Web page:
Thousands of Dominicans are living as ghosts
Thousands of Dominican citizens were rendered stateless because of their Haitian heritage.
There are hundreds of thousands of people living in the Dominican Republic without citizenship, and it’s not because they’re not supposed to be there. In fact, most of them were born in the Dominican Republic but were stripped of their statehood by the government. They are considered a stateless population.
But let’s rewind and get some background on the story. On September 23, 2013, the high court in the DR determined that anyone born in the country after 1929 of foreign descent is considered to be living illegally.
Why would any government want to kick out thousands of its people? Well, in the case of the island of Hispaniola, this ruling now targets those with Haitian lineage, resulting from a long history of cultural discrimination against Haitians. Dominican tension with Haiti can be traced back to the 19th century when Haitians occupied the DR territory. The powers have shifted since, however, as Haiti has never been able to develop far from its impoverished state. Over the years, many Haitians have migrated--with or without the proper paperwork--to find some sort of promising lifestyle in the Dominican.
Flickr: Juergen WarcshunFlickr: US Air Force
The friction between the two countries has taken on a form of prejudice as the Haitians face the stigma that most immigrant populations do in the world: they are said to be a drain to the Dominican economy and its resources.
Ironically, the reason why many of the Haitian families originally relocated was because the Dominican government allowed for it. Dominican dictator Rafael Trujillo engaged in labor contracting to bring in tens of thousands of Haitian workers to harvest the sugarcane fields each season. The two governments made an agreement that Haitians could migrate into the DR without the necessary paperwork if they worked for the sugarcane companies. This practice was continued during Jean Paul Duvalier’s reign in the 1980’s and even if it is not a current method used by the government, the process became habit for sugarcane companies and thousands of Haitians who were continuously trafficked across the border.
So here we are years later, while generations of children have been born on Dominican soil, with no ties to Haiti, and are told that they no longer belong in the DR because a family member as far back as 1929 was brought in (most likely by Dominican governments or companies) without the proper paperwork.
Over a year and a half ago, the constitutional court of the DR made a ruling that claimed some 200,000 citizens were “misregistered” at birth, and were asked to go back to Haiti, their “home.” It doesn’t seem right that children, teenagers, and even parents are being told that they must return to a place they never came from. They don’t speak Kreyol, they don’t have any current ties, and they have established a life in the DR.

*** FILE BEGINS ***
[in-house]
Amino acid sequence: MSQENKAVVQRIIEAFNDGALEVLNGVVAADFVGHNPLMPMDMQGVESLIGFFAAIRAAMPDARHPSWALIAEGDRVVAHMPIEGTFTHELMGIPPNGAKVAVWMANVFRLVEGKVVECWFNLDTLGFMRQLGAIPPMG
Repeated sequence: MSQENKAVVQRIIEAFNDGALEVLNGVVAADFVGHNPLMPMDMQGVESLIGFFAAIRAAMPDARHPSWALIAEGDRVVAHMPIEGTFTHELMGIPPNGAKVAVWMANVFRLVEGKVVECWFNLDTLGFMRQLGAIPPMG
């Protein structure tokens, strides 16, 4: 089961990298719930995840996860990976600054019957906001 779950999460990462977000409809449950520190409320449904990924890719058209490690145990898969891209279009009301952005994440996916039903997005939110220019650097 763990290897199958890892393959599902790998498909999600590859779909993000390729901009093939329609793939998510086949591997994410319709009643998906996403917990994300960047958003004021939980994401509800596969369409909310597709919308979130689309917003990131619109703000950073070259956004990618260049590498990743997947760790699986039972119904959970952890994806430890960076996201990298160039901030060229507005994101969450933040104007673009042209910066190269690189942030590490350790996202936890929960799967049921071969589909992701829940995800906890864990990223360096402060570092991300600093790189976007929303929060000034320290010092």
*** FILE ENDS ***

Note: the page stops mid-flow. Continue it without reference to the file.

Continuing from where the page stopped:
Flickr: Juergen Warschun
In fact it isn’t right. According to the Universal Declaration of Human Rights, every person is born with a right to a nationality, meaning that statelessness is inhumane and the acts of the Dominican government are a severe violation of human rights.
But what does statelessness really mean? When people fall between the cracks of two countries –forced to leave one and facing refusal to be accepted by another- they often become stateless. They have no citizenship and there is no documentation that acknowledges one’s existence.
The consequence here is that people who fall under this category have no legitimate means to participate in society. They cannot hold a job unless it’s ‘under the table,’ which often means they are underpaid and abused workers. Stateless people are often pushed to slum-like living because they aren’t able to own property without citizenship. They become squatters in makeshift homes with the constant threat of getting pushed out and deported to the border.
Flickr: Juergen Warschun
So why am I talking about this now? Because no one else is. When the law was put into action there was some media coverage but not enough to provide the international pressure necessary to persuade the Dominican government in overturning the ruling.
Now it has been a year and half out, and the deadline to apply for migrant permits under the ruling came and went during February of this year. Over a hundred thousand people are estimated to still be at risk for expulsion from the DR on top of the mass deportations that have already occurred in that past year and a half.
Executive Director for the Dominican Presidency’s International Commission on Science and Technology Jose Santana told the Huffington Post, “It’s important for us to normalize immigration in this country.”
History begs to differ however, and shows clearly that here is a discriminatory agenda at play. So share this story and start making noise in condemning the Dominican government for their obstruction of human rights. Support organizations like the Jesuit Refugee Service in their campaign to assist the stateless Dominicans and see an end to this injustice.